This Will Not End Well

I was talking to a 67-year-old woman who is close to retirement and wanted me to review her financial portfolio. She has a money manager with a well-known full-service brokerage firm. She was upset because she lost $30,000 in the last month. When I looked at her portfolio, I was shocked. The money manager had her 100 percent in stocks. Whenever she asked him to reduce the allocation, he protested: “It’s not a real loss until you sell,” he told her. Hogwash.

To stop the bleeding, she finally got the courage to sell all her stocks and move into cash (i.e. money market) until she finds another financial manager. Good move. In a bear market, most stocks, even stocks of good companies, will sustain severe losses. The market might go down by 20 percent but many individual stocks will go down by 40 or 50 percent. This is not going to end well for millions of people who own individual stocks. If you’re close to retirement or retired, in my opinion, you should be reducing the number of stocks in your portfolio.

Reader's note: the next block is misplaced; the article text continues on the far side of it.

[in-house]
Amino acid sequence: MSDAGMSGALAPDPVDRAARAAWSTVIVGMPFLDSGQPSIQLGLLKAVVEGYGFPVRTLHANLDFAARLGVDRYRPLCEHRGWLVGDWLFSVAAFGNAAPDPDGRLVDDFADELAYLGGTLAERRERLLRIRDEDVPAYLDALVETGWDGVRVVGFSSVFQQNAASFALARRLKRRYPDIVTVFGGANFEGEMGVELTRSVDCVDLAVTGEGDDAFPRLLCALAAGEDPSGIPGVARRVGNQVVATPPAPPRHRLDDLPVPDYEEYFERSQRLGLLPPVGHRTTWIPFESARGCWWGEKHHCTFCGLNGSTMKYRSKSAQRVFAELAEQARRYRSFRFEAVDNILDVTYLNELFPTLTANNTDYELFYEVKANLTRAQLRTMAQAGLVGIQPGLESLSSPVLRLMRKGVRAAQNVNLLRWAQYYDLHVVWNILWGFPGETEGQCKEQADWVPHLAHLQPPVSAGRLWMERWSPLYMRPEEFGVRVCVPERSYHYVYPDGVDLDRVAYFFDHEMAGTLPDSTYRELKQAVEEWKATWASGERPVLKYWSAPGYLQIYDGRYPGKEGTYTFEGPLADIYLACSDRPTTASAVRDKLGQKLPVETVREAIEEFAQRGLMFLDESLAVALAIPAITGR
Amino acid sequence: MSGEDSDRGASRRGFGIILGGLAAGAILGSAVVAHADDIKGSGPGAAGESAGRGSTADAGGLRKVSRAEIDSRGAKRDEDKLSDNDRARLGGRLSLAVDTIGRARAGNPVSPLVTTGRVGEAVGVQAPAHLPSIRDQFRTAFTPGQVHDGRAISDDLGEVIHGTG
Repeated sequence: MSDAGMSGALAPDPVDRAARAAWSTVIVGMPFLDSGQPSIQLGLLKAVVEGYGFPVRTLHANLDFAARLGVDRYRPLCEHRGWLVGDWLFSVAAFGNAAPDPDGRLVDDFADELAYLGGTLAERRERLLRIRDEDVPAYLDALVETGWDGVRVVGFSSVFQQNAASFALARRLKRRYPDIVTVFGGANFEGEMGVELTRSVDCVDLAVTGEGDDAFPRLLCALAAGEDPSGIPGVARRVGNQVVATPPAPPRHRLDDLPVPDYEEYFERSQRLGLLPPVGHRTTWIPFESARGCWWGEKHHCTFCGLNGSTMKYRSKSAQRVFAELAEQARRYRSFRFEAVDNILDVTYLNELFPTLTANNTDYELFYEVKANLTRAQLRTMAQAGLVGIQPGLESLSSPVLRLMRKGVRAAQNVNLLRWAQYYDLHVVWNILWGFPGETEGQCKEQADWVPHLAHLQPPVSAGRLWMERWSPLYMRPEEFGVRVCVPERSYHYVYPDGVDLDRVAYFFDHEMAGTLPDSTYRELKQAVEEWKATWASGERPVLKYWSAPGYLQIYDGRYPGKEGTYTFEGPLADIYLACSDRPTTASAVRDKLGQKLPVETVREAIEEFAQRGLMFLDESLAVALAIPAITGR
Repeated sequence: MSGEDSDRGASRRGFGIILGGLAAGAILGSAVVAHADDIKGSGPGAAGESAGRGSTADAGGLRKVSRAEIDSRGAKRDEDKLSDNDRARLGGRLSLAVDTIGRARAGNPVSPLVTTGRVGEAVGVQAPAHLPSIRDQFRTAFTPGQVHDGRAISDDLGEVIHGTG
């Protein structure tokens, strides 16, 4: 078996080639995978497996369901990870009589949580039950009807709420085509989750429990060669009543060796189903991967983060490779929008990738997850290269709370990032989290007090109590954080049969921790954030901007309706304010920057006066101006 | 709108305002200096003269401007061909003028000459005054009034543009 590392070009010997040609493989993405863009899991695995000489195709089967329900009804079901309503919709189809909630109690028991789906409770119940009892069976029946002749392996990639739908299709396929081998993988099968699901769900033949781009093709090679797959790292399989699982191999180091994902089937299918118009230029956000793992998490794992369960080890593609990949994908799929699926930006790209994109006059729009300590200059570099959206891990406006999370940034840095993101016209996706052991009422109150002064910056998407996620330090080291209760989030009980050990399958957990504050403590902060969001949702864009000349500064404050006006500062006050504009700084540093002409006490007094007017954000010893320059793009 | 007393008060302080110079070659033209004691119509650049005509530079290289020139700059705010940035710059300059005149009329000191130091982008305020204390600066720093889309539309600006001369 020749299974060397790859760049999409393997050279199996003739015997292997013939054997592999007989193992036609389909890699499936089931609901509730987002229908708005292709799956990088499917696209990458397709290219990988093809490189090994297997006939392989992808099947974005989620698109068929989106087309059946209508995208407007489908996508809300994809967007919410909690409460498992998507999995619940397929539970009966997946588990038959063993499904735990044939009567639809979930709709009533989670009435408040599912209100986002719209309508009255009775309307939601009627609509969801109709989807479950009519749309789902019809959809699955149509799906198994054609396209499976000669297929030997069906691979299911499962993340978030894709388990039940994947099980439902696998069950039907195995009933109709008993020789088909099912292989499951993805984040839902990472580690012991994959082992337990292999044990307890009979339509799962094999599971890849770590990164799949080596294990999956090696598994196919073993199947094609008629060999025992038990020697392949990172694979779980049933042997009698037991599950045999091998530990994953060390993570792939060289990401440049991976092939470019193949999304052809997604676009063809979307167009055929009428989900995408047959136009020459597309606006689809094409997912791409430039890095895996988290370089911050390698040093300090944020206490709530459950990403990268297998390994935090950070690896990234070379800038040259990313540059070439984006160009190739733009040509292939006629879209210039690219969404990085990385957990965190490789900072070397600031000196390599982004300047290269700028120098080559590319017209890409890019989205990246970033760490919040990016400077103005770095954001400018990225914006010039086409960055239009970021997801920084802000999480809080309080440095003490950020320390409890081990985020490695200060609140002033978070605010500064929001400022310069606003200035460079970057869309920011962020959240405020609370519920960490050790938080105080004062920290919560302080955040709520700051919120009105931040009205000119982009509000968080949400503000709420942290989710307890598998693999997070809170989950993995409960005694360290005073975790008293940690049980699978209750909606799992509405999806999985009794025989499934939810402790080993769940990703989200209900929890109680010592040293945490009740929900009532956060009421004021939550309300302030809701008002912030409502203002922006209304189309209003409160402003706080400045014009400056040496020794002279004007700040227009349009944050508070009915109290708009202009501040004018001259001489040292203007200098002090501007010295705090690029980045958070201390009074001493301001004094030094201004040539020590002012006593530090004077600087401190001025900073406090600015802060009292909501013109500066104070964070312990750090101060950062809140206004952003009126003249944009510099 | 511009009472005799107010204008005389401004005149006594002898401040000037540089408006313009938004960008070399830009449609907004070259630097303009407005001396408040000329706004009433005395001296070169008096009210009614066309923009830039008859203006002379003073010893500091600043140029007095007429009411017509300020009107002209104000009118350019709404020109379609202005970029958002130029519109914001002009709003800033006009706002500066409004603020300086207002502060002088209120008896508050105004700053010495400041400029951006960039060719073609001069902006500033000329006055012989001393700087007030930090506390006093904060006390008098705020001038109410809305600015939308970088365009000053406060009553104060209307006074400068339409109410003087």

How Options Can Save You from Disasters

By now, most investors and traders know what happened to LinkedIn (LNKD). After the company reported earnings, the stock plunged by 40%, smashing the portfolios of pros and amateurs alike. LinkedIn has a history of booms and busts after announcing earnings. In the future, before any stock announcement, there are two actions you might consider:

  1. If you are long a stock, you can buy short-term (weekly) put options for insurance. If the stock plunges (as happened in this case), the put options would reduce (but not eliminate) the pain. The downside is that puts on some volatile stocks are pricey, especially if you choose a long expiration date. 
  2. Instead of being exposed to a large and expensive stock position, replace the stock with call options before a major news announcement (assuming you are long the stock). With LNKD, although you would have lost the entire amount of the cost of the option, instead of losing a small fortune, you may have lost a small amount. Example: Instead of losing $8,000 with 100 shares, you might have lost $400, the total cost of the option. 

In a bear market, put options are your friend. Use them for protection or for speculation. For more information, read my book, Understanding Options 2E (McGraw-Hill).